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Election Law @ Moritz

Election Law @ Moritz

Information & Analysis

December, 2010

Below are postings from December, 2010. (See Archives | Recent Headlines)

Ohio Cases on Counting Provisional Ballots Cast in Wrong Precincts

Dec. 29 - ElectionLaw@Moritz is following two Ohio cases that raise questions regarding whether to count provisional ballots cast in incorrect precincts due to poll worker error. Hunter v. Hamilton County Board of Elections challenges whether poll worker error may be considered when deciding whether to count provisional ballots, and the process for determining whether such error occurred. The case originated in federal court, and the federal District Court required the Board of Elections to investigate whether some provisional ballots were wrongly cast due to poll worker error. The case focuses on the correct application of state election law. Sarantou v. Lucas County Board of Elections also examines whether to count provisional ballots cast in incorrect precincts because of incorrect instructions from poll workers. Plaintiffs argue that state law, using a combination of statutes and directives from the Secretary of State, provides only very limited circumstances under which provisional ballots cast in incorrect precincts may be counted, and requires clear and convincing evidence of poll worker error.

State Supreme Court rules against Miller in Alaska

Dec. 27 - The Alaska Supreme Court on Wednesday (12/23) issued an opinion ruling against MIller in the case involving the Alaska Senate seat.  However, Miller has vowed to continue the fight in federal court, while not challenging the certification of Murkowski.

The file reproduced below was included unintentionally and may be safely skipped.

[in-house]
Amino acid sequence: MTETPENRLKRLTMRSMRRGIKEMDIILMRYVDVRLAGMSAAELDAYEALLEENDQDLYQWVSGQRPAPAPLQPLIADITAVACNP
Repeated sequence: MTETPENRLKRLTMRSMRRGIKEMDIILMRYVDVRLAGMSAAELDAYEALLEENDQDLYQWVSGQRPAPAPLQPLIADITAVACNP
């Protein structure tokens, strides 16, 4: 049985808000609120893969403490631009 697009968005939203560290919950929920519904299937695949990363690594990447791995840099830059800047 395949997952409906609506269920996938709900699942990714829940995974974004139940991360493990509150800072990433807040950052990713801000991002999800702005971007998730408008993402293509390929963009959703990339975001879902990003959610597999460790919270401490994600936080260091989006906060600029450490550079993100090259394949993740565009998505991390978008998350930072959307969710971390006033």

State court ruling in Alaska

Dec. 13 - Regarding the Alaska Senate election, the Alaska Superior Court at Juneau has granted a motion for summary judgment, ruling in favor of the State. The Court has stayed the order to allow for possible appeals to the state supreme court.  A decision from Miller on whether to appeal has yet to be made.  UPDATE:  Late Monday, Miller filed a notice of appeal with the Alaska Supreme Court.


Edward B. Foley

Of Bouncing Balls and a Big Blue Shift

Edward B. Foley

It is a fortuitous coincidence that the University of Virginia’s Journal of Law & Politics has just published a piece of mine that shows the relevance of the current vote-counting process in Virginia’s Attorney General election to what might happen if the 2016 presidential election turns on a similar vote-counting process in Virginia. 

Read full post here.

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In the News

Daniel P. Tokaji

Ohio treasurer receives OK to host town halls

Professor Daniel Tokaji was quoted in an article from the Associated Press about an attorney general opinion that allows the Ohio treasurer to conduct telephone town halls using public money. The opinion will likely have broad ramifications for the upcoming elections, Tokaji said.

“As a practical matter, while that legal advice is certainly right, very serious concerns can arise about whether these are really intended to inform Ohio constituents about the operations of his office or if they’re campaign events,” he said.

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Info & Analysis

Judge Denies Motion for Preliminary Injunction in NC Case

U.S. District Judge Thomas D. Schroeder denied the motion for a preliminary injunction sought by the plaintiffs in a case challenging a new North Carolina voting law as violating the Voting Rights Act and the federal Constitution. Judge Schroeder also denied the defendants' motion for judgment on the pleadings. The case is North Carolina NAACP v. McCrory.

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